The 1931 New York Yankees fall from first (in raw runs scored per game) to twentieth (in normalized runs scored per game above league average). There is a nice mix of teams from different periods: 1 team from the 1900s, 2 from the 1910s, 3 from the 1930s, 4 from the 1960s, 1 from the 1970s, 4 from the 1980s, 2 from the 1990s, and 3 so far from the 2000s.

The "most outstanding offensive season" by this measure
belongs to the 1914 Philadelphia Athletics.
*
"Who were they?
*
you might ask.
I admit I didn't know myself.
Take a peek at the starting position players
(thanks to
baseball-reference.com )

Pos Player Ag G AB BA OBP SLG OPS+ ---+-------------------+--+----+----+-------+-----+-----++----+ C #Wally Schang 24 107 307 .287 .371 .404 137 1B Stuffy McInnis 23 149 576 .314 .341 .368 117 2B *Eddie Collins 27 152 526 .344 .452 .452 176 3B *Frank Baker 28 150 570 .319 .380 .442 151 SS Jack Barry 27 140 467 .242 .324 .268 81 OF *Eddie Murphy 22 148 573 .272 .379 .340 120 OF *Amos Strunk 25 122 404 .275 .364 .342 116 OF Rube Oldring 30 119 466 .277 .308 .371 108

A second baseman who led his team in slugging? Nice.
Eddie Collins had a great year, and made a heck of a
1-2 punch with Frank "Home Run" Baker.
Of course, even Collins' stats this year pale next to those
of Ty Cobb, who led the league
in **both** slugging (0.513) and on-base percentage (0.466).
Despite their all-time offense,
the 1914 Athletics lost the World Series in four straight
games to the Boston Braves.

The 1913 version of this Athletics team, by the way,
was also very strong: they appear as number 5 in the list.
They were mostly the same players,
with Jack Lapp instead of Wally Schang behind the plate
and Jimmy Walsh getting slightly more atbats than Amos Strunk.
The 1913 Athletics **did** win it all,
beating the New York Giants in 5 games.

From my own point of view as a Red Sox fan of the present age, I find it interesting to note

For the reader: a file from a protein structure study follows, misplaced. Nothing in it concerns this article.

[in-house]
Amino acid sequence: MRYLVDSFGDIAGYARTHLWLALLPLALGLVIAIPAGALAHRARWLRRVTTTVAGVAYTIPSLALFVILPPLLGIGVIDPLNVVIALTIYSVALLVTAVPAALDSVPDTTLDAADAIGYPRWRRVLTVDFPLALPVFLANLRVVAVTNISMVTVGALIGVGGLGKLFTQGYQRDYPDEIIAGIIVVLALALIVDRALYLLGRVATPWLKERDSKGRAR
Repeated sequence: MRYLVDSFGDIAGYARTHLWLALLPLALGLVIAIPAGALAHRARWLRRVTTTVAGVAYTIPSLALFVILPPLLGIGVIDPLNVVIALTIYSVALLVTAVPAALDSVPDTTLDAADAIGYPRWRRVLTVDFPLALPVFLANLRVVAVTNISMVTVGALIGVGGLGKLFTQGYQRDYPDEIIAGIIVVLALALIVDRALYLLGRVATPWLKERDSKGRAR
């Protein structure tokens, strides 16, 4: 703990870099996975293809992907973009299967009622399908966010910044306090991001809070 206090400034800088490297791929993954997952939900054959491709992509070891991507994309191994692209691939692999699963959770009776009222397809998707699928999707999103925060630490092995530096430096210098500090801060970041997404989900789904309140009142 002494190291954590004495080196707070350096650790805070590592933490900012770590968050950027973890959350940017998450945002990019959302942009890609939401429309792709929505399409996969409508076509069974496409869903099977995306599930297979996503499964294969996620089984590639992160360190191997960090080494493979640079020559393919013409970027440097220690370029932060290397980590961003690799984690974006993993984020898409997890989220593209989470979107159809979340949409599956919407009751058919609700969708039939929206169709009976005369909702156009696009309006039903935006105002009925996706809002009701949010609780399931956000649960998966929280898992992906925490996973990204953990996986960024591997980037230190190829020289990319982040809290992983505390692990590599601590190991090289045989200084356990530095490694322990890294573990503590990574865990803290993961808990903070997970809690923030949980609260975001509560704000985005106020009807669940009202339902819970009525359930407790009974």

- the Sox teams of 2005 (sixth) and 2003 (thirteenth)
make the top twenty "most outstanding" offenses,
but the World Series winners of 2004 don't;
they came in twenty-second place with
**D = 1.812.** - the 2006 New York Yankees may really have been as strong a lineup as many have claimed. I thought it was mostly hype, but they put together the second "most outstanding" season of all time.

Is this the best way to rate all-time offenses? Well, probably not, but it seems to me at least a reasonable one. I have an idea for another scheme, but that will have to wait for another week.

Vermonter at Large and Rice4HOF pointed out a flaw
in my analysis:
by including the top team each year in the calculation
of mean runs per game and standard deviation thereof,
we penalize truly outstanding teams to some extent.
Why?
If one team scores far more runs than all the others,
then its performance will increase both the
average and standard deviation significantly;
then, when we subtract that average from the team's
own number of runs per game, and divide the difference
by the standard deviation, we diminish the
value of **D** by which we are ranking teams.

Note that this effect will be larger when there are fewer teams: removing one team from the statistical calculations makes a bigger difference. Thus, using this small modification will bias the results towards teams which played in the "old days":

- 1901-1960: 8 teams in the AL
- 1961-1968: 10 teams
- 1969-1976: 12 teams
- 1977-2006: 14 teams

With this caveat in mind, let us repeat the calculations,
but exclude the top team each year when computing
the mean and standard deviation of runs per game.
I'll call this modified statistic **D'**.

(team RPG) - (all-but-top-team league average RPG) D' = ---------------------------------------------------- (all-but-top-team league standard deviation)

Here are the top 20 teams ranked by **D'**:

team league league new old Year team runs RPG avg RPG stdev D' rank rank -------------------------------------------------------------------- 1914 PHA 749 4.740 3.497 0.273 4.553 1 1 1913 PHA 794 5.190 3.750 0.393 3.664 2 5 1935 DET 919 6.050 4.954 0.337 3.252 3 10 1908 DET 647 4.200 3.337 0.280 3.082 4 15 1965 MIN 774 4.780 3.850 0.307 3.029 5 4 1934 DET 958 6.220 4.970 0.421 2.969 6 18 1931 NYY 1067 6.880 4.890 0.674 2.953 7 20 1907 DET 694 4.540 3.534 0.355 2.834 8 21 1966 BAL 755 4.720 3.800 0.330 2.788 9 8 1950 BOS 1027 6.670 4.811 0.674 2.758 10 25 1939 NYY 967 6.360 5.047 0.480 2.735 11 26 1968 DET 671 4.090 3.329 0.281 2.708 12 11 2006 NYY 930 5.740 4.905 0.311 2.685 13 2 1927 NYY 975 6.290 4.726 0.584 2.678 14 29 1982 MIL 891 5.470 4.402 0.409 2.611 15 3 1963 MIN 767 4.760 4.010 0.289 2.595 16 17 1946 BOS 792 5.080 3.909 0.453 2.585 17 30 1949 BOS 896 5.780 4.513 0.505 2.509 18 32 2005 BOS 910 5.620 4.692 0.372 2.495 19 6 1936 NYY 1065 6.870 5.500 0.549 2.495 20 34 --------------------------------------------------------------------